The Turn of the Screw

Pre-20th century ghost tale proves to be spine-chilling


Photo courtesy

Henry James’s writing is often long-winded and too in-depth. However, the plot of his novella “Turn of the Screw” proves to be thrilling.

Grace Till, Co-Editor In Chief/News Editor

Henry James’s horror novella “The Turn of the Screw” is a pre-20th century ghost tale depicting the lives of two orphaned children as they are haunted by the dead. Though verbose and often difficult to follow, James’s writing is successful in evoking a sense of eeriness as well as emphasizing ideals of innocence 

James includes basic elements of any horror story, such as the eerie manor, unexplained disappearances of both a governess and employee and secretsHe creates suspense by building up the story and dropping small omens and encounters with apparitions throughout the narrative. However, the first-person point of view is an unreliable source, and I like the idea that the person’s eyes we see through could be entirely wrong in her perception of reality 

The most crucial aspect of the narrative is the characterization of the children. James describes Flora and Miles as pure, innocent beings who are almost divine. This emphasis is essential because it serves to juxtapose the darker aspects of their lives, which are plagued by evil apparitions. I find this contrast to be helpful because it is obvious, whereas other aspects of James’s writing are not clear, and it helps build tension, creating a more enjoyable read through anticipation.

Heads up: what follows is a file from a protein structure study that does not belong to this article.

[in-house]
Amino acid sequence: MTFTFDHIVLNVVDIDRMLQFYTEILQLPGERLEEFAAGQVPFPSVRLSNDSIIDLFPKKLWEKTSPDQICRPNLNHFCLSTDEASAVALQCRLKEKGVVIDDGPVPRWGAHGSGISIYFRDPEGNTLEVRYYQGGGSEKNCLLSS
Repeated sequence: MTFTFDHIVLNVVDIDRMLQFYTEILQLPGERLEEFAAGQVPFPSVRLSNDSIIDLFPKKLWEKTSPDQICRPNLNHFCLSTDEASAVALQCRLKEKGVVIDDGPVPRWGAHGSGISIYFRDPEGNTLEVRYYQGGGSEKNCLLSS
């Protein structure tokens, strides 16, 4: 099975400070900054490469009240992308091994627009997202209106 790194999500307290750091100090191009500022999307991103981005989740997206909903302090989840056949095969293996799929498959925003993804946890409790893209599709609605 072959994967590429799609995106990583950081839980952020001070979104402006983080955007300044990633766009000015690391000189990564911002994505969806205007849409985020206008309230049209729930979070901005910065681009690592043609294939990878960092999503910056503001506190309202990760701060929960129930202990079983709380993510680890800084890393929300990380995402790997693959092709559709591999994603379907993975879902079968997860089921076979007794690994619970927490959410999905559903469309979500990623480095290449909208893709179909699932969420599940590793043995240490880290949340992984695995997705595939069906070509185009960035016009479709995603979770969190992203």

Recently, Netflix has released “The Haunting of Bly Manor, which is based on this story. The show allows for a more complex plot, which in turn generates more interest than the novel doesThe Netflix series is also set in the 1980s rather than the 1800s, which gives the storyline a modern feel that appeals to people today. Having watched the show before reading the book, I had a good background for understanding the more difficult aspects of Henry James’s novella. 

Overall, “The Turn of the Screw” is too verbose for it to be a light read, but it does build a good foundation for analyzing pre-20th century text. I’d never thought I would say that a show is better than the book, but here I am to say that “The Haunting of Bly Manor” is more entertaining than “The Turn of the Screw” for its deeper plot and faster pace.